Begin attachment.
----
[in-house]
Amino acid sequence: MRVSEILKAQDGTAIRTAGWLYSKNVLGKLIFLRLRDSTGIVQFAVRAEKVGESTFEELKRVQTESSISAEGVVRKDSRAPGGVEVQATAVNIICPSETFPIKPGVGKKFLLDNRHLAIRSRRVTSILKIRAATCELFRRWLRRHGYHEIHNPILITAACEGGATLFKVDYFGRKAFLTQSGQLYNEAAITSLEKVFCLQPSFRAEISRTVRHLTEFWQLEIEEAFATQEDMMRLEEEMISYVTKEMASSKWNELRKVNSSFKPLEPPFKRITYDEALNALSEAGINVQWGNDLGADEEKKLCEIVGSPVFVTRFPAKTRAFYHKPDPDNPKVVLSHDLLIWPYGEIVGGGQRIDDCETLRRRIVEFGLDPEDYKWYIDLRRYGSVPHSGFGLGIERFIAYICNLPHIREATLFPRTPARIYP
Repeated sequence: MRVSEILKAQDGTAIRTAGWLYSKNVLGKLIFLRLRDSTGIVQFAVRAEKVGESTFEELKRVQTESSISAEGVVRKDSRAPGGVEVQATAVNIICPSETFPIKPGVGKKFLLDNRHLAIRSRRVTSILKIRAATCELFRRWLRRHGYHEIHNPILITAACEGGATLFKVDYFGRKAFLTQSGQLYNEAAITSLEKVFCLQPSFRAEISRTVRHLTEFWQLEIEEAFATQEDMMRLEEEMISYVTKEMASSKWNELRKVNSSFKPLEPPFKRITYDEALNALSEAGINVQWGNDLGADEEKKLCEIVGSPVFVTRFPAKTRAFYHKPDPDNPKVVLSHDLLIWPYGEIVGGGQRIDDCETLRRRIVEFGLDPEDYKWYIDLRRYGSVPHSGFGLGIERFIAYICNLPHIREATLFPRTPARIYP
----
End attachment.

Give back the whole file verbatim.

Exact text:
[in-house]
Amino acid sequence: MRVSEILKAQDGTAIRTAGWLYSKNVLGKLIFLRLRDSTGIVQFAVRAEKVGESTFEELKRVQTESSISAEGVVRKDSRAPGGVEVQATAVNIICPSETFPIKPGVGKKFLLDNRHLAIRSRRVTSILKIRAATCELFRRWLRRHGYHEIHNPILITAACEGGATLFKVDYFGRKAFLTQSGQLYNEAAITSLEKVFCLQPSFRAEISRTVRHLTEFWQLEIEEAFATQEDMMRLEEEMISYVTKEMASSKWNELRKVNSSFKPLEPPFKRITYDEALNALSEAGINVQWGNDLGADEEKKLCEIVGSPVFVTRFPAKTRAFYHKPDPDNPKVVLSHDLLIWPYGEIVGGGQRIDDCETLRRRIVEFGLDPEDYKWYIDLRRYGSVPHSGFGLGIERFIAYICNLPHIREATLFPRTPARIYP
Repeated sequence: MRVSEILKAQDGTAIRTAGWLYSKNVLGKLIFLRLRDSTGIVQFAVRAEKVGESTFEELKRVQTESSISAEGVVRKDSRAPGGVEVQATAVNIICPSETFPIKPGVGKKFLLDNRHLAIRSRRVTSILKIRAATCELFRRWLRRHGYHEIHNPILITAACEGGATLFKVDYFGRKAFLTQSGQLYNEAAITSLEKVFCLQPSFRAEISRTVRHLTEFWQLEIEEAFATQEDMMRLEEEMISYVTKEMASSKWNELRKVNSSFKPLEPPFKRITYDEALNALSEAGINVQWGNDLGADEEKKLCEIVGSPVFVTRFPAKTRAFYHKPDPDNPKVVLSHDLLIWPYGEIVGGGQRIDDCETLRRRIVEFGLDPEDYKWYIDLRRYGSVPHSGFGLGIERFIAYICNLPHIREATLFPRTPARIYP